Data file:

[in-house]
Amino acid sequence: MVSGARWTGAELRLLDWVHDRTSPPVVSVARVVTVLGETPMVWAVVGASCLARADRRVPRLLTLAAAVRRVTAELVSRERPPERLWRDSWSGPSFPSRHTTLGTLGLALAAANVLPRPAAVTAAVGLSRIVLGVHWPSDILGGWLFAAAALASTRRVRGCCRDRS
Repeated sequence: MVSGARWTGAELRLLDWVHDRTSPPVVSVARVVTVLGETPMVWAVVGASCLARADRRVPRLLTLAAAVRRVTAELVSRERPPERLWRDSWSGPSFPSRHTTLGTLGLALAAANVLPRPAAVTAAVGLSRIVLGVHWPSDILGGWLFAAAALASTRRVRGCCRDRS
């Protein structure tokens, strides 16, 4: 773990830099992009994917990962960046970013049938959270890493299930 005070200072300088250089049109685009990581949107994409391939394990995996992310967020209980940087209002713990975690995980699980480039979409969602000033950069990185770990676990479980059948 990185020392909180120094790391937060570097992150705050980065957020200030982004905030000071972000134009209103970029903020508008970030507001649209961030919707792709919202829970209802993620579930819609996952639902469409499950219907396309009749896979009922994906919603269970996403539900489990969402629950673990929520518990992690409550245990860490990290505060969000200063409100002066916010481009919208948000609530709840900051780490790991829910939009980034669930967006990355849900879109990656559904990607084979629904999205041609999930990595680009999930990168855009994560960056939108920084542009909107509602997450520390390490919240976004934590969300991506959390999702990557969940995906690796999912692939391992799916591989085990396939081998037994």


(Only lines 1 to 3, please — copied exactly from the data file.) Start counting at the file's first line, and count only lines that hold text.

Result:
[in-house]
Amino acid sequence: MVSGARWTGAELRLLDWVHDRTSPPVVSVARVVTVLGETPMVWAVVGASCLARADRRVPRLLTLAAAVRRVTAELVSRERPPERLWRDSWSGPSFPSRHTTLGTLGLALAAANVLPRPAAVTAAVGLSRIVLGVHWPSDILGGWLFAAAALASTRRVRGCCRDRS
Repeated sequence: MVSGARWTGAELRLLDWVHDRTSPPVVSVARVVTVLGETPMVWAVVGASCLARADRRVPRLLTLAAAVRRVTAELVSRERPPERLWRDSWSGPSFPSRHTTLGTLGLALAAANVLPRPAAVTAAVGLSRIVLGVHWPSDILGGWLFAAAALASTRRVRGCCRDRS